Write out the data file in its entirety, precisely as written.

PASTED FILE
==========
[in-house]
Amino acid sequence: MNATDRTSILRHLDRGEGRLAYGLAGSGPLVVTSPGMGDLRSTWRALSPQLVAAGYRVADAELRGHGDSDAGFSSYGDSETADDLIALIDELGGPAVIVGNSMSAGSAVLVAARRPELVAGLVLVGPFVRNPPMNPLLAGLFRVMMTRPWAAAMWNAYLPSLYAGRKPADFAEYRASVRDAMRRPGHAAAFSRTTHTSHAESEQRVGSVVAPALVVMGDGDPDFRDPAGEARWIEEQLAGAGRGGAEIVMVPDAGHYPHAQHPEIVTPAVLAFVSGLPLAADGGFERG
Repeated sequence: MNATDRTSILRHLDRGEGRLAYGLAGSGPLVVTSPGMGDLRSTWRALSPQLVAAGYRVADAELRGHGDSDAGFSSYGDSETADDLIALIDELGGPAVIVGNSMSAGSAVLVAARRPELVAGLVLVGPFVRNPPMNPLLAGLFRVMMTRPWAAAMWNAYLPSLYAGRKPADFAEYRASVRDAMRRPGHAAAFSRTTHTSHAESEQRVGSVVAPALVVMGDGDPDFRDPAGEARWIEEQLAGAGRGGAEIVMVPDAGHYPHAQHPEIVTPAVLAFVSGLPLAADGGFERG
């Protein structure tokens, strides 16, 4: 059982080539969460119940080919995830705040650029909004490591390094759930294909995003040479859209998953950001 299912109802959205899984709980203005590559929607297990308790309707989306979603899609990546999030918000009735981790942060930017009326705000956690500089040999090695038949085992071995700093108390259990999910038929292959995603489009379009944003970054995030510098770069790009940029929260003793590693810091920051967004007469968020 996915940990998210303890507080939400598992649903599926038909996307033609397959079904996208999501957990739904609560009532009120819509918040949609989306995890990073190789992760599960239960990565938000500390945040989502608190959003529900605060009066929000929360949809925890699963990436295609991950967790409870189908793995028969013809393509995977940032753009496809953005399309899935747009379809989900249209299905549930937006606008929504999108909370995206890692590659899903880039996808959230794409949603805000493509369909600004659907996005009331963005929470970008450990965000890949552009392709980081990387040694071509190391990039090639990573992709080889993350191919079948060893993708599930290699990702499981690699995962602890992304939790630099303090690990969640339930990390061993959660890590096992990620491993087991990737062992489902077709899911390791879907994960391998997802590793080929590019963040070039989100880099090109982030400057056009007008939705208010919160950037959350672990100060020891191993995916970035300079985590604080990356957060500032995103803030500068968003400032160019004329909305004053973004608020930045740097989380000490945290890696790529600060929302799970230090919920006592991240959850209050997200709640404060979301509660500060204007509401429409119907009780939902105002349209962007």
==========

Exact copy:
[in-house]
Amino acid sequence: MNATDRTSILRHLDRGEGRLAYGLAGSGPLVVTSPGMGDLRSTWRALSPQLVAAGYRVADAELRGHGDSDAGFSSYGDSETADDLIALIDELGGPAVIVGNSMSAGSAVLVAARRPELVAGLVLVGPFVRNPPMNPLLAGLFRVMMTRPWAAAMWNAYLPSLYAGRKPADFAEYRASVRDAMRRPGHAAAFSRTTHTSHAESEQRVGSVVAPALVVMGDGDPDFRDPAGEARWIEEQLAGAGRGGAEIVMVPDAGHYPHAQHPEIVTPAVLAFVSGLPLAADGGFERG
Repeated sequence: MNATDRTSILRHLDRGEGRLAYGLAGSGPLVVTSPGMGDLRSTWRALSPQLVAAGYRVADAELRGHGDSDAGFSSYGDSETADDLIALIDELGGPAVIVGNSMSAGSAVLVAARRPELVAGLVLVGPFVRNPPMNPLLAGLFRVMMTRPWAAAMWNAYLPSLYAGRKPADFAEYRASVRDAMRRPGHAAAFSRTTHTSHAESEQRVGSVVAPALVVMGDGDPDFRDPAGEARWIEEQLAGAGRGGAEIVMVPDAGHYPHAQHPEIVTPAVLAFVSGLPLAADGGFERG
């Protein structure tokens, strides 16, 4: 059982080539969460119940080919995830705040650029909004490591390094759930294909995003040479859209998953950001 299912109802959205899984709980203005590559929607297990308790309707989306979603899609990546999030918000009735981790942060930017009326705000956690500089040999090695038949085992071995700093108390259990999910038929292959995603489009379009944003970054995030510098770069790009940029929260003793590693810091920051967004007469968020 996915940990998210303890507080939400598992649903599926038909996307033609397959079904996208999501957990739904609560009532009120819509918040949609989306995890990073190789992760599960239960990565938000500390945040989502608190959003529900605060009066929000929360949809925890699963990436295609991950967790409870189908793995028969013809393509995977940032753009496809953005399309899935747009379809989900249209299905549930937006606008929504999108909370995206890692590659899903880039996808959230794409949603805000493509369909600004659907996005009331963005929470970008450990965000890949552009392709980081990387040694071509190391990039090639990573992709080889993350191919079948060893993708599930290699990702499981690699995962602890992304939790630099303090690990969640339930990390061993959660890590096992990620491993087991990737062992489902077709899911390791879907994960391998997802590793080929590019963040070039989100880099090109982030400057056009007008939705208010919160950037959350672990100060020891191993995916970035300079985590604080990356957060500032995103803030500068968003400032160019004329909305004053973004608020930045740097989380000490945290890696790529600060929302799970230090919920006592991240959850209050997200709640404060979301509660500060204007509401429409119907009780939902105002349209962007």